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It’s in your nature: Night herons

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    An immature black-crowned night heron will develop the adult plumage after one year.

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    The yellow-crowned night heron, seldom seen this far north, has a slimmer body shape than the “black crowned.”

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    An adult black-crowned night heron is aptly named. Note the typical night heron shorter neck. BARRY REED/SPECIAL TO THE TIMES NEWS

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    Most herons and egrets, such as this great blue heron, have longer legs and neck than the night herons.

Published June 29. 2019 06:15AM

If you are an ardent birder, a dedicated rookie birder, or just in the right place at the right time you can find one species of night heron here in the Times News area. That species is the black-crowned night heron. There is also a similar species that ventures into Pennsylvania: the yellow-crowned night heron.

As the name implies, they do most of their feeding at night or at dusk or dawn. The black-crowned night heron has the distinction of being the most widespread heron species on this earth. Unfortunately, our local area doesn’t offer the best habitats for either of these species or in fact for most shorebirds.

My birding buddies, Dave and Rich, generally see one or two “black crowns” at Beltzville Lake each year. I’m sure the upper reaches of Mauch Chunk Lake or Tippett’s swamp would attract them, too. One immature “black crown” was photographed near the Times News building on a migratory stopover.

Both of these species are a bit unlike their cousins the great blue heron and great egret. Night herons have shorter legs and a shorter neck. The night herons and their cousins all nest in colonies and feed on most of the same prey items. Fish, amphibians, snakes, crayfish and even leeches and an occasional bird are potential fare. Their night feeding habits allow them to avoid the competition from their mostly larger heron cousins. They have obviously adapted well to feeding in the dark.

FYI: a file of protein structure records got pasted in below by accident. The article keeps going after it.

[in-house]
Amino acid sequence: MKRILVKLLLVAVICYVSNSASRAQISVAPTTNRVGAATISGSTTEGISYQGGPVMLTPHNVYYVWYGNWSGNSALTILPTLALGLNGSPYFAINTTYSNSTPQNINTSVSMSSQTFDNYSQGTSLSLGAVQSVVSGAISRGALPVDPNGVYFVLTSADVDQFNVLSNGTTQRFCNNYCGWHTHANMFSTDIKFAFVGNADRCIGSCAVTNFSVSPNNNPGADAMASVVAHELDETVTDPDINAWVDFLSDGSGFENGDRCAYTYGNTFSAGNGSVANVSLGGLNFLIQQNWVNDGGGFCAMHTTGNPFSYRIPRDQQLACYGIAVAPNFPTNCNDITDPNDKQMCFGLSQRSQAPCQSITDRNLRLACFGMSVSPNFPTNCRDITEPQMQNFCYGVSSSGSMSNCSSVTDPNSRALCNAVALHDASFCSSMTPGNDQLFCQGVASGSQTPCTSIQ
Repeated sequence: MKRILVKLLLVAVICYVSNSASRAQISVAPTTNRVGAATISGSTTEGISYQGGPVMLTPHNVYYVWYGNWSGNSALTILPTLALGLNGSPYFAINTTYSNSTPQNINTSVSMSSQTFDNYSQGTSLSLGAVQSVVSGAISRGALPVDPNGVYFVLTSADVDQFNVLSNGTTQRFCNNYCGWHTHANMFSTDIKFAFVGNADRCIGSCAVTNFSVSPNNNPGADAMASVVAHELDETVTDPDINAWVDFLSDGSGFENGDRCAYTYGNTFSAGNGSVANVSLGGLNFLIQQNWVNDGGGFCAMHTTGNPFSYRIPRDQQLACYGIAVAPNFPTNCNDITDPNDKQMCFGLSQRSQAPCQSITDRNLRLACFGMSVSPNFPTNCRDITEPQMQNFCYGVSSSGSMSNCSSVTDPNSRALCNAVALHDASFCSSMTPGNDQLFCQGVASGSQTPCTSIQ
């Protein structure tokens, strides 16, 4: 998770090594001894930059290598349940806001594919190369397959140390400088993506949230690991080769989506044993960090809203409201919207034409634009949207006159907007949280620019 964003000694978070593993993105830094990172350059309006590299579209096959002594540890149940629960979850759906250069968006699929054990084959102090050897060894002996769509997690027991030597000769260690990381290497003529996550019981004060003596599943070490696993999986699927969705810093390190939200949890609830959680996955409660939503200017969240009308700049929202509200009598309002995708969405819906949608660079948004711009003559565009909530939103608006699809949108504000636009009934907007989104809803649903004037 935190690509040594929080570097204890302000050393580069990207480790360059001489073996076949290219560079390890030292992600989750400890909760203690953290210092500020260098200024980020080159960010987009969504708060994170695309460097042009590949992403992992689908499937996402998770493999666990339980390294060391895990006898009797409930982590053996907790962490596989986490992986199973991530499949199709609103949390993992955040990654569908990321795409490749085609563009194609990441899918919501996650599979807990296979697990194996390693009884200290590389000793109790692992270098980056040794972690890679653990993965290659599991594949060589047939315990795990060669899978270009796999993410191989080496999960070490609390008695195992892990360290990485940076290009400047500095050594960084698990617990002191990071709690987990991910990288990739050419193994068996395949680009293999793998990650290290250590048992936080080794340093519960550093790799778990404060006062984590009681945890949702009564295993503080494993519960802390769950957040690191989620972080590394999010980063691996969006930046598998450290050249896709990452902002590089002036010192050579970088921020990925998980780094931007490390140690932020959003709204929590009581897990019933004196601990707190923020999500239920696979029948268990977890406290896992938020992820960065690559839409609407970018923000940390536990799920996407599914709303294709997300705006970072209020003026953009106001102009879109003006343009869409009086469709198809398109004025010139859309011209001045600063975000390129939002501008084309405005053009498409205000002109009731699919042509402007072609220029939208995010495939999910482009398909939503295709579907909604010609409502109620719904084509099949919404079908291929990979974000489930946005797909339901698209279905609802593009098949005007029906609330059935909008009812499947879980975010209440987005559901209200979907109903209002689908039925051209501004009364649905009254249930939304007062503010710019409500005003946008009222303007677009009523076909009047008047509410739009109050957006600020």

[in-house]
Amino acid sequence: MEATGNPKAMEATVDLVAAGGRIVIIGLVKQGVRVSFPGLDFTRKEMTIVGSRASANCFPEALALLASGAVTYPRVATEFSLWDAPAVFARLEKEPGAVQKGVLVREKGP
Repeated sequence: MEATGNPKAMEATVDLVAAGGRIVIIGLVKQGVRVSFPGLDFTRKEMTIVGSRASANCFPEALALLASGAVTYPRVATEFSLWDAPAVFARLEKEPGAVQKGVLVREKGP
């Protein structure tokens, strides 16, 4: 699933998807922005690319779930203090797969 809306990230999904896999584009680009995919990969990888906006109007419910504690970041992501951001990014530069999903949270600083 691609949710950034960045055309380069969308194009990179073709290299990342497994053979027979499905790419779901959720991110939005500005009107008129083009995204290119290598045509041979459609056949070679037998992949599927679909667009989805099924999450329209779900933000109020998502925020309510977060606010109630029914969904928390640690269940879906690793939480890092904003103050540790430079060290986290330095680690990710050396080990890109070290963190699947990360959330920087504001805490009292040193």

The yellow-crowned night heron is generally found farther south and most common in the wooded coastal swamps and “deep” swamps of the southeast. You might stumble on one if you visit one of Florida’s theme parks or on a walk near an undeveloped wetland. The “yellow-crowned” doesn’t have a very bright yellow cap. Usually it is more buff colored. They also appear thinner than the “black crowns.”

Black-crowned night herons are more likely seen locally because they breed farther north and even into southern Canada. They congregate in the trees lining the marshes of southern New Jersey, the lower Delaware Bay, and Maryland coastal marshes. I look for them in trees just above the water line where they roost during the day until returning to the shorelines later in the evening. The “black crowns” appear chunkier than their yellow-crowned cousins. Assateague State and National Parks harbor them during the fall migrations, as well as areas around Cape May New Jersey or Brigantine National Wildlife Refuge. No matter where you find either, they are “neat” birds to find and add to your annual bird lists.

Test your outdoor knowledge: Animal species are specifically classified by their scientific names. What animal might have a scientific name of Falco peregrinus? A. sparrow hawk (kestrel), B. house sparrow, C. peregrine falcon, D. song sparrow.

Last week’s trivia answer: Once quite common and sometimes a nuisance around farm ponds, the muskrat has seen a drastic population drop with no definitive answer yet revealed as to why.

Contact Barry Reed at

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